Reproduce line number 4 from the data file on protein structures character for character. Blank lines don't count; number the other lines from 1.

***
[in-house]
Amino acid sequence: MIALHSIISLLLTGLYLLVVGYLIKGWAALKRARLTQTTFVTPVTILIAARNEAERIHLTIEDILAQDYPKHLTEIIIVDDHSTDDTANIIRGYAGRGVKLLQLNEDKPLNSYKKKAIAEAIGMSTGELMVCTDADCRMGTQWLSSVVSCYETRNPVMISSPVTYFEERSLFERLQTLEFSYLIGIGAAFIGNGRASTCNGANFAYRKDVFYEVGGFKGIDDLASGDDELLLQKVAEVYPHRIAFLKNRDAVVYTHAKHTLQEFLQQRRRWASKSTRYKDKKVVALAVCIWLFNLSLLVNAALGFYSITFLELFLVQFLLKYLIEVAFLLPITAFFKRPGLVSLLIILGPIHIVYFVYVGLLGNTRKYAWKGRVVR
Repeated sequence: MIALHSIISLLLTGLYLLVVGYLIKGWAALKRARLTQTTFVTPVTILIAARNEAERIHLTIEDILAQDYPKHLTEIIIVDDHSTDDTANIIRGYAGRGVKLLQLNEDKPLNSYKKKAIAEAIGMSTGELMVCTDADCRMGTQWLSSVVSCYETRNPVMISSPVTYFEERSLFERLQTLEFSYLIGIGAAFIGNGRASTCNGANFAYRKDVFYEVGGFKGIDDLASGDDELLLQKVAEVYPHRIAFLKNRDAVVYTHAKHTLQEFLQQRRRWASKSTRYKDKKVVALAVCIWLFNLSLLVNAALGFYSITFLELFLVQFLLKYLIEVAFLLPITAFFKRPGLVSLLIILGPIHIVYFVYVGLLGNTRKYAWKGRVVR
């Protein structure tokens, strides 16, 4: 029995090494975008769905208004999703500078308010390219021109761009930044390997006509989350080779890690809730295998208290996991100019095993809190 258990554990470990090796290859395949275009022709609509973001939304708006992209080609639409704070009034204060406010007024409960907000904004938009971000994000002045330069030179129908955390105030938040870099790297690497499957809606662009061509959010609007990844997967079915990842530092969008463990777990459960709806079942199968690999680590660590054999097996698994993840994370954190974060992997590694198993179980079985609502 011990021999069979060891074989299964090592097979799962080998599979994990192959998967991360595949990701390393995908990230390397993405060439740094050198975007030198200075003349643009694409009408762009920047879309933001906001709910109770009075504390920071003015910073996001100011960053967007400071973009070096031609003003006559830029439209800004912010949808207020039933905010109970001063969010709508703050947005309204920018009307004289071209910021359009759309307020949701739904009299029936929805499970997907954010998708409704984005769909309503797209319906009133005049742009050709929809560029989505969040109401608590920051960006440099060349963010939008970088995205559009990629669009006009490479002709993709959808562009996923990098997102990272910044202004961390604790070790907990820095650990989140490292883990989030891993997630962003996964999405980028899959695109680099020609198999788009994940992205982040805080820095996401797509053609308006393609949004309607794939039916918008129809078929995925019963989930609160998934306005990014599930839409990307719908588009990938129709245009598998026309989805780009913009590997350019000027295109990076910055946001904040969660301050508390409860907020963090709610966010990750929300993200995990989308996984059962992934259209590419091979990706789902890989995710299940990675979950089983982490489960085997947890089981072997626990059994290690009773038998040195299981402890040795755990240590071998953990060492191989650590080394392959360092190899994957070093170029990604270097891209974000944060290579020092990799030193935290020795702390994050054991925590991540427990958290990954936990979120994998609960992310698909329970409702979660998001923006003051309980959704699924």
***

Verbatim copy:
């Protein structure tokens, strides 16, 4: 029995090494975008769905208004999703500078308010390219021109761009930044390997006509989350080779890690809730295998208290996991100019095993809190 258990554990470990090796290859395949275009022709609509973001939304708006992209080609639409704070009034204060406010007024409960907000904004938009971000994000002045330069030179129908955390105030938040870099790297690497499957809606662009061509959010609007990844997967079915990842530092969008463990777990459960709806079942199968690999680590660590054999097996698994993840994370954190974060992997590694198993179980079985609502 011990021999069979060891074989299964090592097979799962080998599979994990192959998967991360595949990701390393995908990230390397993405060439740094050198975007030198200075003349643009694409009408762009920047879309933001906001709910109770009075504390920071003015910073996001100011960053967007400071973009070096031609003003006559830029439209800004912010949808207020039933905010109970001063969010709508703050947005309204920018009307004289071209910021359009759309307020949701739904009299029936929805499970997907954010998708409704984005769909309503797209319906009133005049742009050709929809560029989505969040109401608590920051960006440099060349963010939008970088995205559009990629669009006009490479002709993709959808562009996923990098997102990272910044202004961390604790070790907990820095650990989140490292883990989030891993997630962003996964999405980028899959695109680099020609198999788009994940992205982040805080820095996401797509053609308006393609949004309607794939039916918008129809078929995925019963989930609160998934306005990014599930839409990307719908588009990938129709245009598998026309989805780009913009590997350019000027295109990076910055946001904040969660301050508390409860907020963090709610966010990750929300993200995990989308996984059962992934259209590419091979990706789902890989995710299940990675979950089983982490489960085997947890089981072997626990059994290690009773038998040195299981402890040795755990240590071998953990060492191989650590080394392959360092190899994957070093170029990604270097891209974000944060290579020092990799030193935290020795702390994050054991925590991540427990958290990954936990979120994998609960992310698909329970409702979660998001923006003051309980959704699924």